Cambi Auction House presents the “Fashion Vintage” timed auction, online at cambiaste.com until February 13, 2024. Chanel, Louis Vuitton, Gucci, Hermes, Celine, Bulgari, Cartier, Prada, and all the Vintage in this auction represent fashion icons of timeless elegance. An auction that celebrates and preserves the timeless appeal of trends through the years, offering an eclectic selection of fashion accessories, luxury handbags, and high-quality vintage items. Among the iconic brands in the catalog, Louis Vuitton stands out with a selection of important lots, including accessories, handbags, luggage, and the legendary trunks.
The history of Louis Vuitton’s signature trunks began in 1837 when 16-year-old Louis Vuitton moved to Paris and began working at the workshop of master craftsman Monsieur Maréchal, becoming a trunk maker. After years of experience, the young man decided to strike out on his own and open the Louis Vuitton Malletier atelier at 4 Rue Neuve-des-Capucines, near Place Vendome.
In addition to his talent for craftsmanship, Louis Vuitton had the insight that it was necessary to create a solid, reliable, and functional “traveling companion” to meet the transportation needs of the time, but also an object that would meet the lavish tastes of wealthy customers. Indeed, people traveled for days by carriage, train, and ship, and often these journeys became social gathering places. In 1858 the first trunk was produced: a parallelepiped measuring 50x50x100 cm constructed of durable, waterproof canvas, a rectangular base, metal reinforcements and a flat lid instead of rounded as was in use at the time, which made it extremely durable, agile to carry and easily stackable. All these cutting-edge features meant that success was not long in coming and Vuitton’s name soon became in demand among the upper middle class.
To increase the brand’s recognizability and make it even more exclusive, in 1872 Vuitton replaced the Gris Trianon canvas with a red and white striped canvas, which would later be replaced four years later by the beige and brown striped Rayée pattern that would remain in use until 1888, when the Damier pattern first appeared. The real breakthrough would not come until 1896, however, when, after taking over his father’s company, Georges Vuitton invented the iconic monogram consisting of the initials LV and a Japanese-Victorian-inspired floral pattern. Another important device to be patented by the family heir would be the Tumbler Lock, an innovative five-drum spring-loaded locking system designed specifically to protect the contents of trunks from thieves that is still used today.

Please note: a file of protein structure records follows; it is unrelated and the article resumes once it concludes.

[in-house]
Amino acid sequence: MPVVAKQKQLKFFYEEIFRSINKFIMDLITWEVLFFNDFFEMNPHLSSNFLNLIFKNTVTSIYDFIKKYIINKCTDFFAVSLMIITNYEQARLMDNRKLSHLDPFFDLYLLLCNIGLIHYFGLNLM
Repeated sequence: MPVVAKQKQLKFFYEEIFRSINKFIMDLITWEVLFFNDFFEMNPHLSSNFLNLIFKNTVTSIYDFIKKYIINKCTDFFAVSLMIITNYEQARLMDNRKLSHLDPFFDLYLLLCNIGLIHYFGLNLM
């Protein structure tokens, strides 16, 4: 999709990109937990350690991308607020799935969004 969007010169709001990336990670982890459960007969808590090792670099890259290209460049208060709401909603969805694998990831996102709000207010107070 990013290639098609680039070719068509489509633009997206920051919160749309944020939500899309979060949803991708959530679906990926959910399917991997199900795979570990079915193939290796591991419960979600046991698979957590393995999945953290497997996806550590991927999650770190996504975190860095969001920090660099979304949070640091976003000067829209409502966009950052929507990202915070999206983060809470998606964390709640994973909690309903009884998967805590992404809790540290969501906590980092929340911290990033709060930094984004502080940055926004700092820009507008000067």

At the end of the 19th century, the company began to put all its savoir-faire at the disposal of the extravagance and eccentricity of its renowned customers seeking new travel experiences. Special orders competed for ingenuity and sophistication: this was the age of modern transportation, when people wanted to move around and be able to transport special items such as musical instruments, cots, shower stalls and whatnot. Over the years, a great many different models have thus been devised for a wide variety of functions, many of which were displayed in 2016 at the Grand Palais in Paris at the “Volez, Voguez, Voyagez – Louis Vuitton” exhibition.
Although new sections such as ready-to-wear were defined, luggage-so trunks, suitcases, bags, and everything travel-related-remained the brand’s most representative sector. Timeless icons that are reinterpreted today by great designers, artists and well-known personalities through important collaborations, opening the brand’s heritage to new horizons.
Today, the role of the Louis Vuitton trunk has changed. Its function is that of a jealously guarded treasure chest or that of an exclusive piece of furniture. As Louis Vuitton stated, “Trunks are extraordinary keepers of ancient memories. Upon opening an old trunk, myriad images, forgotten smells and curious anecdotes resurface. From the early 19th century to the present, hundreds of thousands have been produced. Each with its own history. Each with a different destination in the world. Some rest in the attic. Others are on display in a museum. Still others continue their journey.”